'Keen to be green'

Green is the only way to go if we want to provide sustainable and cost efficient homes for the future. Not only does it make financial sense by providing well-insulated homes that benefit from renewable energy sources, but it also ensures the homes are built to last and prepared for a time when fossil fuels may be in short supply.

Renewable energy sources are increasingly making their contribution to brand new housing schemes, working hand-in-hand with much-improved insulation, to create homes that can be heated for a fraction of the cost of traditional fuels. New building codes demand enhanced energy performance and canny buyers are now becoming aware of the cost savings available to them in choosing a brand new home.

At DBS we have an envied reputation for creating brand new traditionally-built homes, which incorporate a wide range of renewable energy sources, such as ground-source heat-pumps for luxury blocks of flats, air-source heat-pumps and wood burning stoves for luxury detached houses and solar roof panels for free hot water in rented flats.

As confirmed by the current droughts, the South East benefits from more sunshine hours than almost anywhere in the UK. Taking advantage of this abundant natural resource, we are now looking forward to fitting our first electricity-generating roof tiles on a luxury Arts and Crafts style mansion in woldingham. These photovoltaic tiles are designed to look just like a slate roof but, identical to solar panels, they capture the sun's energy to provide power throughout the home.

New homes are making their contribution to water conservation too. All new homes are metered, making the monitoring of water-use a reliable certainty and proves unequivocally that new homes use less water on average than older houses, especially as the pipes laid to new houses are less likely to leak. The installation of flow limiter taps too, deliver less water to greater effect, while hot water is delivered more quickly, saving the waste incurred while the water heats up.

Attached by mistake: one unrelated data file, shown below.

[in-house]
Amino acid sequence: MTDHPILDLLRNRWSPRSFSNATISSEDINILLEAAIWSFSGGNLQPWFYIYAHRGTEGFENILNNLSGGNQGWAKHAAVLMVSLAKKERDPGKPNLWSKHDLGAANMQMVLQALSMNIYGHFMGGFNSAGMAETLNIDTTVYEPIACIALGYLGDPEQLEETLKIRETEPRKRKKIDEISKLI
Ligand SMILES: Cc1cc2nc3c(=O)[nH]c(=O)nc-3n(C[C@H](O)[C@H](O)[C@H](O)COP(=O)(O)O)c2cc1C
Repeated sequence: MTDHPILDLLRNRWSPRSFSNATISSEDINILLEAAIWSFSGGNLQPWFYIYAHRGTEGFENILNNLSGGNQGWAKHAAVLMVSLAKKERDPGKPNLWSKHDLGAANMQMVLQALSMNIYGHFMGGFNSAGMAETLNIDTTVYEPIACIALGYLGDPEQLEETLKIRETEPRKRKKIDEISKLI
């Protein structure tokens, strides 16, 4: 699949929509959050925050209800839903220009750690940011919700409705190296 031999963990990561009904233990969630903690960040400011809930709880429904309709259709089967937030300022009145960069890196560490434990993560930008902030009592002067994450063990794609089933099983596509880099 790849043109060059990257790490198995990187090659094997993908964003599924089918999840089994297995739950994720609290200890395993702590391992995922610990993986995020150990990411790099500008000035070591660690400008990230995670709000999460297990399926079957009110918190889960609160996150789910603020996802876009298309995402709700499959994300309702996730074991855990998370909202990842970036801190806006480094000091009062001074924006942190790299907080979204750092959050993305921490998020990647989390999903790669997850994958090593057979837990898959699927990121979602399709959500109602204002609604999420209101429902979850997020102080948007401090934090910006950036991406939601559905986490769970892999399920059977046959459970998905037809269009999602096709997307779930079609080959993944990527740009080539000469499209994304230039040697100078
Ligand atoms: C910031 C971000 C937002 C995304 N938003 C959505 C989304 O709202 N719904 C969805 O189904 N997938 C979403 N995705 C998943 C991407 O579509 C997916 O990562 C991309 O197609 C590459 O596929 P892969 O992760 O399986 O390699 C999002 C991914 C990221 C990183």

Not only can they save this precious resource, but many new homes can conserve and harvest rainwater too. This free, heaven-sent resource can be conserved in rainwater retention tanks for use in the garden, making a hosepipe ban seem insignificant.

Meanwhile, climate change is playing its part in the mix by altering groundwater levels, causing heave and subsidence in some older houses built on clay soils. The use of proprietary engineered piled foundations are now commonplace for brand new homes, ensuring this problem is avoided. where flooding has taken place in an area, brand new homes are designed with raised floor slabs so that in the event of a flood, the occupants will not be threatened.

Brand new homes have many advantages for our environment, but we need to balance their construction with the inherent amenities, infrastructure and natural resources available to a particular area. This means creating small scale developments in existing built up areas, rather than wholesale development on green belt land. I vote for homes that are green-built not green belt.

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